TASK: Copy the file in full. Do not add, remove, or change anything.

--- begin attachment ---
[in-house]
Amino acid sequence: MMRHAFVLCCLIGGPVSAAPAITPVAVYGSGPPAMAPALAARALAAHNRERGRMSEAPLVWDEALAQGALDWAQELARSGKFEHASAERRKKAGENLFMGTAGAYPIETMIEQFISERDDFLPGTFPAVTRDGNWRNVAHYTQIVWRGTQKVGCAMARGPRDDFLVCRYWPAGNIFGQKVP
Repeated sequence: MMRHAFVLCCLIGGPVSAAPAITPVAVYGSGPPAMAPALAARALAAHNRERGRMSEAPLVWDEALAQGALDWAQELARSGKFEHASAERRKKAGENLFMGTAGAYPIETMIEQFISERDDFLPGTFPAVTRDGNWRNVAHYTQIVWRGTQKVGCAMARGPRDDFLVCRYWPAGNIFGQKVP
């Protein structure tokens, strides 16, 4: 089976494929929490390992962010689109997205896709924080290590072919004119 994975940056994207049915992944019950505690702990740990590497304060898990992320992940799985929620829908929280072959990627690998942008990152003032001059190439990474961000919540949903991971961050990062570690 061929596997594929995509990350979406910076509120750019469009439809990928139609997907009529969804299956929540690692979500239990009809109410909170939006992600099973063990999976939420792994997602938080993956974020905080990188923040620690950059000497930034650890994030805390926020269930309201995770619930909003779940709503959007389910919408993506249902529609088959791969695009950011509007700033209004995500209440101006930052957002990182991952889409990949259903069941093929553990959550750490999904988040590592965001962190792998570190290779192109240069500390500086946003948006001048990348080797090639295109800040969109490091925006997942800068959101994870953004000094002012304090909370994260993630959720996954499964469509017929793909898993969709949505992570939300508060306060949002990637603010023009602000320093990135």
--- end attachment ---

[in-house]
Amino acid sequence: MMRHAFVLCCLIGGPVSAAPAITPVAVYGSGPPAMAPALAARALAAHNRERGRMSEAPLVWDEALAQGALDWAQELARSGKFEHASAERRKKAGENLFMGTAGAYPIETMIEQFISERDDFLPGTFPAVTRDGNWRNVAHYTQIVWRGTQKVGCAMARGPRDDFLVCRYWPAGNIFGQKVP
Repeated sequence: MMRHAFVLCCLIGGPVSAAPAITPVAVYGSGPPAMAPALAARALAAHNRERGRMSEAPLVWDEALAQGALDWAQELARSGKFEHASAERRKKAGENLFMGTAGAYPIETMIEQFISERDDFLPGTFPAVTRDGNWRNVAHYTQIVWRGTQKVGCAMARGPRDDFLVCRYWPAGNIFGQKVP
């Protein structure tokens, strides 16, 4: 089976494929929490390992962010689109997205896709924080290590072919004119 994975940056994207049915992944019950505690702990740990590497304060898990992320992940799985929620829908929280072959990627690998942008990152003032001059190439990474961000919540949903991971961050990062570690 061929596997594929995509990350979406910076509120750019469009439809990928139609997907009529969804299956929540690692979500239990009809109410909170939006992600099973063990999976939420792994997602938080993956974020905080990188923040620690950059000497930034650890994030805390926020269930309201995770619930909003779940709503959007389910919408993506249902529609088959791969695009950011509007700033209004995500209440101006930052957002990182991952889409990949259903069941093929553990959550750490999904988040590592965001962190792998570190290779192109240069500390500086946003948006001048990348080797090639295109800040969109490091925006997942800068959101994870953004000094002012304090909370994260993630959720996954499964469509017929793909898993969709949505992570939300508060306060949002990637603010023009602000320093990135």